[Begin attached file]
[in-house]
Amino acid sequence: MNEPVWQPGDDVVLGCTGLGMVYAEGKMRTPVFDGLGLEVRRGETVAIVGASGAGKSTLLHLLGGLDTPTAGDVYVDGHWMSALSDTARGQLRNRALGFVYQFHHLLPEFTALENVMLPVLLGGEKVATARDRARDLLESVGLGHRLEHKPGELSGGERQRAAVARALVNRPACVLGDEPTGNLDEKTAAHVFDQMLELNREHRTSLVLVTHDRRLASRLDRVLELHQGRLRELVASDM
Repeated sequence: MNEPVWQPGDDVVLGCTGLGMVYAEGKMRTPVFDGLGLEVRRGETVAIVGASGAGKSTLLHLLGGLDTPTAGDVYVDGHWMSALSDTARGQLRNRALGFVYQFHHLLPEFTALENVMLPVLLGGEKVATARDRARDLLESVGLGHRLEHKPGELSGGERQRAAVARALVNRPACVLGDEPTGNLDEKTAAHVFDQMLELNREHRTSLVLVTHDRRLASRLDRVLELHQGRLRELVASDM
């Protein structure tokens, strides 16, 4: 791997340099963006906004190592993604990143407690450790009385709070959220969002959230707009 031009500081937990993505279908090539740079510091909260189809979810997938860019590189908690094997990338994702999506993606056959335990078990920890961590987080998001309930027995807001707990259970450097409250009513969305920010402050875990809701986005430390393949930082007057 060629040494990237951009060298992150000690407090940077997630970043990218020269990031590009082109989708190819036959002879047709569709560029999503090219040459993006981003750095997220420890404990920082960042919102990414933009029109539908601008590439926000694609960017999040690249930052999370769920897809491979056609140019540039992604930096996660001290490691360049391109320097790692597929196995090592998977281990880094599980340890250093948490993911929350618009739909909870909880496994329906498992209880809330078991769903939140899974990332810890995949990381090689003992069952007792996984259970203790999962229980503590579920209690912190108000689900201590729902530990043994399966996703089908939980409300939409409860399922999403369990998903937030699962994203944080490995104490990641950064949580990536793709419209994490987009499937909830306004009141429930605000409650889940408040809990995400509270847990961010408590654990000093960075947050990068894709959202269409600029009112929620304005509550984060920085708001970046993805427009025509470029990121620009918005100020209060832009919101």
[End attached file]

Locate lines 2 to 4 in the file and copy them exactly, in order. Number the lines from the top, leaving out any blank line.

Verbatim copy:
Amino acid sequence: MNEPVWQPGDDVVLGCTGLGMVYAEGKMRTPVFDGLGLEVRRGETVAIVGASGAGKSTLLHLLGGLDTPTAGDVYVDGHWMSALSDTARGQLRNRALGFVYQFHHLLPEFTALENVMLPVLLGGEKVATARDRARDLLESVGLGHRLEHKPGELSGGERQRAAVARALVNRPACVLGDEPTGNLDEKTAAHVFDQMLELNREHRTSLVLVTHDRRLASRLDRVLELHQGRLRELVASDM
Repeated sequence: MNEPVWQPGDDVVLGCTGLGMVYAEGKMRTPVFDGLGLEVRRGETVAIVGASGAGKSTLLHLLGGLDTPTAGDVYVDGHWMSALSDTARGQLRNRALGFVYQFHHLLPEFTALENVMLPVLLGGEKVATARDRARDLLESVGLGHRLEHKPGELSGGERQRAAVARALVNRPACVLGDEPTGNLDEKTAAHVFDQMLELNREHRTSLVLVTHDRRLASRLDRVLELHQGRLRELVASDM
């Protein structure tokens, strides 16, 4: 791997340099963006906004190592993604990143407690450790009385709070959220969002959230707009 031009500081937990993505279908090539740079510091909260189809979810997938860019590189908690094997990338994702999506993606056959335990078990920890961590987080998001309930027995807001707990259970450097409250009513969305920010402050875990809701986005430390393949930082007057 060629040494990237951009060298992150000690407090940077997630970043990218020269990031590009082109989708190819036959002879047709569709560029999503090219040459993006981003750095997220420890404990920082960042919102990414933009029109539908601008590439926000694609960017999040690249930052999370769920897809491979056609140019540039992604930096996660001290490691360049391109320097790692597929196995090592998977281990880094599980340890250093948490993911929350618009739909909870909880496994329906498992209880809330078991769903939140899974990332810890995949990381090689003992069952007792996984259970203790999962229980503590579920209690912190108000689900201590729902530990043994399966996703089908939980409300939409409860399922999403369990998903937030699962994203944080490995104490990641950064949580990536793709419209994490987009499937909830306004009141429930605000409650889940408040809990995400509270847990961010408590654990000093960075947050990068894709959202269409600029009112929620304005509550984060920085708001970046993805427009025509470029990121620009918005100020209060832009919101």